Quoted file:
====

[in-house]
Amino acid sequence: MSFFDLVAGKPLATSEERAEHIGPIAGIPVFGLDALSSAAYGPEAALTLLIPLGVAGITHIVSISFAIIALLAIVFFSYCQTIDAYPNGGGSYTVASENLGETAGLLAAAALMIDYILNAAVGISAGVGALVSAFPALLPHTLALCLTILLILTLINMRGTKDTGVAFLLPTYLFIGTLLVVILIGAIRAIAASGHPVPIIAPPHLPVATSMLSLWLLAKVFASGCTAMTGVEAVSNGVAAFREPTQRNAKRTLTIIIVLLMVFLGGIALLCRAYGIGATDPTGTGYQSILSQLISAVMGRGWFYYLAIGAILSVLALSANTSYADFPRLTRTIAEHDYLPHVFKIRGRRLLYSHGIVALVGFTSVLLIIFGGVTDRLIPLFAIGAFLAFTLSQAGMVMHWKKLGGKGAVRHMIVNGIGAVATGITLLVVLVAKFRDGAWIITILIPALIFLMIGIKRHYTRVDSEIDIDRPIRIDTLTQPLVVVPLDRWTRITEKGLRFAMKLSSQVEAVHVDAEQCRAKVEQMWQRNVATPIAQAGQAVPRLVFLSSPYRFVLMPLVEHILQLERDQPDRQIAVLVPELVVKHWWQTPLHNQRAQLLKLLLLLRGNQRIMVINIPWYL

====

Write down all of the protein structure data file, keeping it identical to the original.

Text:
[in-house]
Amino acid sequence: MSFFDLVAGKPLATSEERAEHIGPIAGIPVFGLDALSSAAYGPEAALTLLIPLGVAGITHIVSISFAIIALLAIVFFSYCQTIDAYPNGGGSYTVASENLGETAGLLAAAALMIDYILNAAVGISAGVGALVSAFPALLPHTLALCLTILLILTLINMRGTKDTGVAFLLPTYLFIGTLLVVILIGAIRAIAASGHPVPIIAPPHLPVATSMLSLWLLAKVFASGCTAMTGVEAVSNGVAAFREPTQRNAKRTLTIIIVLLMVFLGGIALLCRAYGIGATDPTGTGYQSILSQLISAVMGRGWFYYLAIGAILSVLALSANTSYADFPRLTRTIAEHDYLPHVFKIRGRRLLYSHGIVALVGFTSVLLIIFGGVTDRLIPLFAIGAFLAFTLSQAGMVMHWKKLGGKGAVRHMIVNGIGAVATGITLLVVLVAKFRDGAWIITILIPALIFLMIGIKRHYTRVDSEIDIDRPIRIDTLTQPLVVVPLDRWTRITEKGLRFAMKLSSQVEAVHVDAEQCRAKVEQMWQRNVATPIAQAGQAVPRLVFLSSPYRFVLMPLVEHILQLERDQPDRQIAVLVPELVVKHWWQTPLHNQRAQLLKLLLLLRGNQRIMVINIPWYL